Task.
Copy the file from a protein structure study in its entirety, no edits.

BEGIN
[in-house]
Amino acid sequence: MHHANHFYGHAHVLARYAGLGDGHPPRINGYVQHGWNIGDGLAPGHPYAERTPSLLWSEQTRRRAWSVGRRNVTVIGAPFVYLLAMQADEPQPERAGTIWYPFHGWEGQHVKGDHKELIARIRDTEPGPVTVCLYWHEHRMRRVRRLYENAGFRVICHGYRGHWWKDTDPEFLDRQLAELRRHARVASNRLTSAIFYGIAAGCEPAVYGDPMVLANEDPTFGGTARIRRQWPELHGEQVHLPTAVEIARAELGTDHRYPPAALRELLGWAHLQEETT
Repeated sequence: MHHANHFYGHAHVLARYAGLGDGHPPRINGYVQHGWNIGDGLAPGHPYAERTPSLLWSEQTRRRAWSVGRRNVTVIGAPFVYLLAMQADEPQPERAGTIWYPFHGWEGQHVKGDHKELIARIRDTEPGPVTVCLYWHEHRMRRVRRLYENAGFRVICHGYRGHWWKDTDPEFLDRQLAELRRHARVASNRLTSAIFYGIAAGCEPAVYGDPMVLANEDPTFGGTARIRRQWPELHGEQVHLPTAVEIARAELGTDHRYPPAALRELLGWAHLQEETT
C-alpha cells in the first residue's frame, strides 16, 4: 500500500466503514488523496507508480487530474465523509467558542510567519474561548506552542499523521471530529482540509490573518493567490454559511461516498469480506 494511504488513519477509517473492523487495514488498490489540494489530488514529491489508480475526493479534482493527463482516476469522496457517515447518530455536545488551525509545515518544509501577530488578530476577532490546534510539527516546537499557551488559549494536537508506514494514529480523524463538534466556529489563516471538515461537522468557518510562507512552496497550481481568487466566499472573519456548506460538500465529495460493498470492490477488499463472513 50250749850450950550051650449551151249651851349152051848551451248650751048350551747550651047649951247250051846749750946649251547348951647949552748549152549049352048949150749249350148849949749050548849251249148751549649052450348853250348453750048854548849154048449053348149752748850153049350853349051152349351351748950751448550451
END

[in-house]
Amino acid sequence: MHHANHFYGHAHVLARYAGLGDGHPPRINGYVQHGWNIGDGLAPGHPYAERTPSLLWSEQTRRRAWSVGRRNVTVIGAPFVYLLAMQADEPQPERAGTIWYPFHGWEGQHVKGDHKELIARIRDTEPGPVTVCLYWHEHRMRRVRRLYENAGFRVICHGYRGHWWKDTDPEFLDRQLAELRRHARVASNRLTSAIFYGIAAGCEPAVYGDPMVLANEDPTFGGTARIRRQWPELHGEQVHLPTAVEIARAELGTDHRYPPAALRELLGWAHLQEETT
Repeated sequence: MHHANHFYGHAHVLARYAGLGDGHPPRINGYVQHGWNIGDGLAPGHPYAERTPSLLWSEQTRRRAWSVGRRNVTVIGAPFVYLLAMQADEPQPERAGTIWYPFHGWEGQHVKGDHKELIARIRDTEPGPVTVCLYWHEHRMRRVRRLYENAGFRVICHGYRGHWWKDTDPEFLDRQLAELRRHARVASNRLTSAIFYGIAAGCEPAVYGDPMVLANEDPTFGGTARIRRQWPELHGEQVHLPTAVEIARAELGTDHRYPPAALRELLGWAHLQEETT
C-alpha cells in the first residue's frame, strides 16, 4: 500500500466503514488523496507508480487530474465523509467558542510567519474561548506552542499523521471530529482540509490573518493567490454559511461516498469480506 494511504488513519477509517473492523487495514488498490489540494489530488514529491489508480475526493479534482493527463482516476469522496457517515447518530455536545488551525509545515518544509501577530488578530476577532490546534510539527516546537499557551488559549494536537508506514494514529480523524463538534466556529489563516471538515461537522468557518510562507512552496497550481481568487466566499472573519456548506460538500465529495460493498470492490477488499463472513 50250749850450950550051650449551151249651851349152051848551451248650751048350551747550651047649951247250051846749750946649251547348951647949552748549152549049352048949150749249350148849949749050548849251249148751549649052450348853250348453750048854548849154048449053348149752748850153049350853349051152349351351748950751448550451